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Thursday Tip: Effective Feedback

This week’s Thursday Tip is Effective Feedback. Providing effective (both reinforcing and constructive feedback) is the key to performance improvement, incentivising employees, maintaining expected standards of work, and sustaining positive relationships.

Feedback comes in two main forms:

1. Reinforcing feedback (performances/behaviours you want to see repeated).
2. Constructive feedback (performances/behaviours you want to see improved or eliminated).

Both forms are equally important to deliver effectively. Ineffective examples of Reinforcing Feedback include;

1. When it never occurs or rarely occurs:

  • “There’s not point in feedback, they already know.”
  • “I don’t want to give him/her an ego about it!”
  • “He/she only engages when something is going wrong. Silence is Golden.”
  • “He/she hasn’t been on to me – I must be doing something right.”

2. When it occurs too often:

  • “My manager is too easy to please. Anything goes.”
  • “They love me, sure I can do no wrong.”

3. When it occurs generally or disingenuously:

  • “Good job, in general.”
  • “Well done all round everyone.”
  • “Great work people.”

4. When it’s personal or judgmental:

  • “I expected more of you. You’ve let me down.”
  • “I’m really surprised at you. You remind me of…”
  • “I really don’t need this right now.”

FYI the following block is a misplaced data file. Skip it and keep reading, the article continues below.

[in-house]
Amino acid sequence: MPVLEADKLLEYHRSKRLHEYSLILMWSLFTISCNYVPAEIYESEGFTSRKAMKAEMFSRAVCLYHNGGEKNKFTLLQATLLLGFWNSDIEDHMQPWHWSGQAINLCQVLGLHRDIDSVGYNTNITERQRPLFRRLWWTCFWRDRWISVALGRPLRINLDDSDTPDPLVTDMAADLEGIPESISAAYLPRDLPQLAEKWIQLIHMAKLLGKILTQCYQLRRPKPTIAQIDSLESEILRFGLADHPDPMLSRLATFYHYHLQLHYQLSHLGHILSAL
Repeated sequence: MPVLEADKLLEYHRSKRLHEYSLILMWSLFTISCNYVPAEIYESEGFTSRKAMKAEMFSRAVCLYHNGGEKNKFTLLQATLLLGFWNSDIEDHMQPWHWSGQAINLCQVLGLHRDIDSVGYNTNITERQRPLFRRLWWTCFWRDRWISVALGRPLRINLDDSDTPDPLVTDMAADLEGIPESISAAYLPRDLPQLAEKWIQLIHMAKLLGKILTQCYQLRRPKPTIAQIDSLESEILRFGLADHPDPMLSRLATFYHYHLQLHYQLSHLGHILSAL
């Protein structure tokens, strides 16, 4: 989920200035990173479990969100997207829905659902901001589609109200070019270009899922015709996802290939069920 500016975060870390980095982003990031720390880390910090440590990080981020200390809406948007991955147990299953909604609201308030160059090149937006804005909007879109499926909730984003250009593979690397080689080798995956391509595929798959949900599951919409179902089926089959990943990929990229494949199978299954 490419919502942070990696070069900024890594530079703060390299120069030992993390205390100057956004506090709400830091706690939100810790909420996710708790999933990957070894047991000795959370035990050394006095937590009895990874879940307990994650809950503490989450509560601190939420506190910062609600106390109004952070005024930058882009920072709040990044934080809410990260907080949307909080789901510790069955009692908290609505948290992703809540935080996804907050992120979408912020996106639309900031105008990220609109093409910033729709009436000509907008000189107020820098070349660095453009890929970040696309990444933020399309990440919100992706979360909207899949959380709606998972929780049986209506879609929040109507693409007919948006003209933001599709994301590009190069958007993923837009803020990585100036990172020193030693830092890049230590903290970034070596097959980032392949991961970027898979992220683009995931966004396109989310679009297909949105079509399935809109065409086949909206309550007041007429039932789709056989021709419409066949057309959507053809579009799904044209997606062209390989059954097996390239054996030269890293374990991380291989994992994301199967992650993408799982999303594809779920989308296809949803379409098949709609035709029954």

5. When it becomes linked to historical situations:

  • “This is the final straw.”
  • “I wasn’t going to bring this up but.”
  • “It’s exactly like before when you…”

6. When it is generalised:

  • “You never met your deadlines.”
  • “This ALWAYS happens.”
  • “EVERYBODY sees it. NOBODY else does this.”

Thursday Tip: Effective Feedback Tips

  1. Ask Permission to give feedback: “Do you mind if I offer some feedback?”
  2. Describe the when and where of relevant/recent situations.
  3. Be specific and timely.
  4. Describe the impact of the situation/behaviour (on you, or other team members).
  5. Set out clear and achievable expectations.
  6. Invite input from the employee: “What are your thoughts on…?”
  7.  When you ask a question, pause for an answer.
  8. BEWARE of using the FEEDBACK SANDWICH. The ‘negative’ filling between two outer layers of positive feedback can often get lost in between, and as a result goes unnoticed or unheard.
  9. ASK, DON’T SAY: When approaching specific scenarios or aspects of performance with a view to improving them, invite the employee to initiate a review by asking open questions during feedback sessions or appraisals:
    • “Help me to understand.”
    • “Have you considered…?”
    • “What are your thoughts around..?”
    • “Let’s take this opportunity to look at…”

Consider using an SBI (Situation, Behaviour, Impact) Form wherever possible until the structure of giving
feedback becomes familiar to everyone. Today’s Thursday Tips have been provided by Childcare Experts Canavan Byrne. Check back in two week’s time for more great tips!